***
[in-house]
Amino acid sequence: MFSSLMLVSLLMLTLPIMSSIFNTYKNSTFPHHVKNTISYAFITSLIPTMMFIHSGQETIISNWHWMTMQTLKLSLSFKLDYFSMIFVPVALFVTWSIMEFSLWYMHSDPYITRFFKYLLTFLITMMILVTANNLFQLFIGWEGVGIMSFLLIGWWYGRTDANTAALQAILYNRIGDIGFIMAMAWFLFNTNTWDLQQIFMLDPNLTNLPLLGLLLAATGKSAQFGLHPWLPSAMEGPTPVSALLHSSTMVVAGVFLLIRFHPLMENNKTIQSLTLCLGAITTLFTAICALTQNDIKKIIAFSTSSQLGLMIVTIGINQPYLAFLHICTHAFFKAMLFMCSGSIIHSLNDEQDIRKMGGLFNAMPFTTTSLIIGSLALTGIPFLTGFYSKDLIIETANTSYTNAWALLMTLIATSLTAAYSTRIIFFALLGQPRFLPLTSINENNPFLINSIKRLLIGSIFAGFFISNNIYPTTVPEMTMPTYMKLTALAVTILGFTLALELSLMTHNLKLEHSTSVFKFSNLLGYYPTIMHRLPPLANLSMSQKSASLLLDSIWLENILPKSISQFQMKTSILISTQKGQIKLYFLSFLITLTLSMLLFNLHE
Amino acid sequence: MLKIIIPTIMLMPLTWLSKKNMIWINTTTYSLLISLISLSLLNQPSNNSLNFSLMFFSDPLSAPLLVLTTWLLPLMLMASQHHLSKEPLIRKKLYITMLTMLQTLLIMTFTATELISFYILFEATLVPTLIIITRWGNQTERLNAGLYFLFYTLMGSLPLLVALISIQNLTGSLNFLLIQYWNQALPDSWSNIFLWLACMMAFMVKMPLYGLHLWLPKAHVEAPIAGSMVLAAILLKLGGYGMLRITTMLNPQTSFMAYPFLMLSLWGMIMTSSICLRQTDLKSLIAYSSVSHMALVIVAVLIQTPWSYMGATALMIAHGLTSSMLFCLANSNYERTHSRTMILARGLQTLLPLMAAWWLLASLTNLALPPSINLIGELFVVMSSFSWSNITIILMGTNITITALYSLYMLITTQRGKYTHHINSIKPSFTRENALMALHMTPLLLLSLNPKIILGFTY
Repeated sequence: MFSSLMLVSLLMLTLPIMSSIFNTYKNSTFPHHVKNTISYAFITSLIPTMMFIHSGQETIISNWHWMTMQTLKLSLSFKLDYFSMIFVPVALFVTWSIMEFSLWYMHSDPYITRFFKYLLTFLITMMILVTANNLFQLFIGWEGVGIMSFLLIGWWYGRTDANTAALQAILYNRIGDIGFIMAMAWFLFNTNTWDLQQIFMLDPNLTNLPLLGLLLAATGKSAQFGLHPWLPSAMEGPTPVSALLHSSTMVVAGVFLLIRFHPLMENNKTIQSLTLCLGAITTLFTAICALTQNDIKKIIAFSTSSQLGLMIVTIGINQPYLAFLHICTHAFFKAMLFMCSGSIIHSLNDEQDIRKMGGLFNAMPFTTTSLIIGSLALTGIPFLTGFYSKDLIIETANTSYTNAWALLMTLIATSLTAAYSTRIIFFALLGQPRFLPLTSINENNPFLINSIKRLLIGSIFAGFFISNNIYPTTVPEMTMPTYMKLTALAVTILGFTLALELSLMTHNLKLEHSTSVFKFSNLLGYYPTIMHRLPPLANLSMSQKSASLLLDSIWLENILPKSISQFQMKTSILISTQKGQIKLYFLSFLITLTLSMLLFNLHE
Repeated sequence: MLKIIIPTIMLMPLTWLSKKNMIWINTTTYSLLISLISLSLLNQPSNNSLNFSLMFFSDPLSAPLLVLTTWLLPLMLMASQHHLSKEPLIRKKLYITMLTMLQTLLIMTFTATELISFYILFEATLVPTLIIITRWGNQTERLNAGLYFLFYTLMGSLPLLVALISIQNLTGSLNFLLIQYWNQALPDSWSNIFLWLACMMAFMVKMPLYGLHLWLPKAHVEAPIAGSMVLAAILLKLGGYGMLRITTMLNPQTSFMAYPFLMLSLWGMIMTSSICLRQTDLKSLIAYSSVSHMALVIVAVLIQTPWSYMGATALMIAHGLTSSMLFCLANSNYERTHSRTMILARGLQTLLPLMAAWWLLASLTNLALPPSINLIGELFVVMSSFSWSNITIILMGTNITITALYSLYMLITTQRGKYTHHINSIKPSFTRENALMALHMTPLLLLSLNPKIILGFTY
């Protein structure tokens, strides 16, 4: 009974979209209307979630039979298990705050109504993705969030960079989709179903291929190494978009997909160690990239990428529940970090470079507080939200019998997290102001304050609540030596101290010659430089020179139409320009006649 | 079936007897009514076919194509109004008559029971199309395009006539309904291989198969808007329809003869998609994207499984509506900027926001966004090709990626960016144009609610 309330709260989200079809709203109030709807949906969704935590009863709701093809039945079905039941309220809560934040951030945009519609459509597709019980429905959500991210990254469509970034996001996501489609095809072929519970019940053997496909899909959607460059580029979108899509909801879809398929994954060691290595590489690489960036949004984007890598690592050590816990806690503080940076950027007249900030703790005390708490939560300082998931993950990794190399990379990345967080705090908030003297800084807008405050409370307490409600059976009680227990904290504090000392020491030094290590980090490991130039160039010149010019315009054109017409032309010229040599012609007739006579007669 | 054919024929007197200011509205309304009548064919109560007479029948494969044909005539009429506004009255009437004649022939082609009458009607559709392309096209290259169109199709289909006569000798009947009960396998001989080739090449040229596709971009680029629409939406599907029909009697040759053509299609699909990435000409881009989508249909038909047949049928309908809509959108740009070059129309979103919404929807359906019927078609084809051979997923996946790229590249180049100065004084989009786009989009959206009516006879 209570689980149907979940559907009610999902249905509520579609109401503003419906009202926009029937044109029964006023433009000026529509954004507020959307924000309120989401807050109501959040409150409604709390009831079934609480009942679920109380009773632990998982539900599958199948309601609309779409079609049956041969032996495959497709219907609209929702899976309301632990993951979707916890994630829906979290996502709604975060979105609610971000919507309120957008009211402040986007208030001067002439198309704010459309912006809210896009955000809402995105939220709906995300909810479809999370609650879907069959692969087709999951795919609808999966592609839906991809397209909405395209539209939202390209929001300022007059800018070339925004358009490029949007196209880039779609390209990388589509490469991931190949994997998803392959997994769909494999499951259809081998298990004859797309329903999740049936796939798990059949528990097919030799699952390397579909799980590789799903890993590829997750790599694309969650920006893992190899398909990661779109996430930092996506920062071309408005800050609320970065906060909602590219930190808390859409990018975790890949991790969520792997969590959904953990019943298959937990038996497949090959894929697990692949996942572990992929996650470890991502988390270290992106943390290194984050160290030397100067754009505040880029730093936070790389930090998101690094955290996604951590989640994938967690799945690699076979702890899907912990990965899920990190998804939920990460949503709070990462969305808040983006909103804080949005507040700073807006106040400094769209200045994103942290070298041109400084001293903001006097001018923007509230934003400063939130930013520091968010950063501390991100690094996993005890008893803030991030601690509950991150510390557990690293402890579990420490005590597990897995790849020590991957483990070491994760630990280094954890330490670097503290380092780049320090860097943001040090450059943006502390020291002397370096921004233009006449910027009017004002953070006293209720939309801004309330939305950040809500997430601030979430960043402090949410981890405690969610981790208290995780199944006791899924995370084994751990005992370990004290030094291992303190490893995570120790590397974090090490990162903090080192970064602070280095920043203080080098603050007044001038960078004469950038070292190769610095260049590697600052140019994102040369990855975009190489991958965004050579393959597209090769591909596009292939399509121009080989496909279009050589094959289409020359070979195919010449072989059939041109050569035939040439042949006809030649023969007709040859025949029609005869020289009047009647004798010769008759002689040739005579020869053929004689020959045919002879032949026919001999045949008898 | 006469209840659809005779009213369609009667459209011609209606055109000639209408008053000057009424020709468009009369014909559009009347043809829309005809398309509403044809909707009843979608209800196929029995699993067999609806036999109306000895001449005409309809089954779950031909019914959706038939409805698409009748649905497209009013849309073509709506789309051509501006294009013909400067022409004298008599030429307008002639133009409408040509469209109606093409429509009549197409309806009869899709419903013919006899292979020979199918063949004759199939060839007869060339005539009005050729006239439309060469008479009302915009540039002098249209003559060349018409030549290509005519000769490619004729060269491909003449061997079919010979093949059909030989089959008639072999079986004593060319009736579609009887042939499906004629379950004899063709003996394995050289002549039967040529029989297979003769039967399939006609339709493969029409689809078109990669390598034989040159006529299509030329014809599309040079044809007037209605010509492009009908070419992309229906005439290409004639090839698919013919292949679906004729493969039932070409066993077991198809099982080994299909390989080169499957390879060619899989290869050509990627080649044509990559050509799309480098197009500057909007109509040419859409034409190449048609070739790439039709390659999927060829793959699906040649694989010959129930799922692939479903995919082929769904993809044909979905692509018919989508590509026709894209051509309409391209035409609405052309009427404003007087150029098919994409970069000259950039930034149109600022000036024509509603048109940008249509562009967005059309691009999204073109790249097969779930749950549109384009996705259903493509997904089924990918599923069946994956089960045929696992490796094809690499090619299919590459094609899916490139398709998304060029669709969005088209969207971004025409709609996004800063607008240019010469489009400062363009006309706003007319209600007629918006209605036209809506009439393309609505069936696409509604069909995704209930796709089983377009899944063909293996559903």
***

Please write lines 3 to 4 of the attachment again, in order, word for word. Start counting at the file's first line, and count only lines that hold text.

Amino acid sequence: MLKIIIPTIMLMPLTWLSKKNMIWINTTTYSLLISLISLSLLNQPSNNSLNFSLMFFSDPLSAPLLVLTTWLLPLMLMASQHHLSKEPLIRKKLYITMLTMLQTLLIMTFTATELISFYILFEATLVPTLIIITRWGNQTERLNAGLYFLFYTLMGSLPLLVALISIQNLTGSLNFLLIQYWNQALPDSWSNIFLWLACMMAFMVKMPLYGLHLWLPKAHVEAPIAGSMVLAAILLKLGGYGMLRITTMLNPQTSFMAYPFLMLSLWGMIMTSSICLRQTDLKSLIAYSSVSHMALVIVAVLIQTPWSYMGATALMIAHGLTSSMLFCLANSNYERTHSRTMILARGLQTLLPLMAAWWLLASLTNLALPPSINLIGELFVVMSSFSWSNITIILMGTNITITALYSLYMLITTQRGKYTHHINSIKPSFTRENALMALHMTPLLLLSLNPKIILGFTY
Repeated sequence: MFSSLMLVSLLMLTLPIMSSIFNTYKNSTFPHHVKNTISYAFITSLIPTMMFIHSGQETIISNWHWMTMQTLKLSLSFKLDYFSMIFVPVALFVTWSIMEFSLWYMHSDPYITRFFKYLLTFLITMMILVTANNLFQLFIGWEGVGIMSFLLIGWWYGRTDANTAALQAILYNRIGDIGFIMAMAWFLFNTNTWDLQQIFMLDPNLTNLPLLGLLLAATGKSAQFGLHPWLPSAMEGPTPVSALLHSSTMVVAGVFLLIRFHPLMENNKTIQSLTLCLGAITTLFTAICALTQNDIKKIIAFSTSSQLGLMIVTIGINQPYLAFLHICTHAFFKAMLFMCSGSIIHSLNDEQDIRKMGGLFNAMPFTTTSLIIGSLALTGIPFLTGFYSKDLIIETANTSYTNAWALLMTLIATSLTAAYSTRIIFFALLGQPRFLPLTSINENNPFLINSIKRLLIGSIFAGFFISNNIYPTTVPEMTMPTYMKLTALAVTILGFTLALELSLMTHNLKLEHSTSVFKFSNLLGYYPTIMHRLPPLANLSMSQKSASLLLDSIWLENILPKSISQFQMKTSILISTQKGQIKLYFLSFLITLTLSMLLFNLHE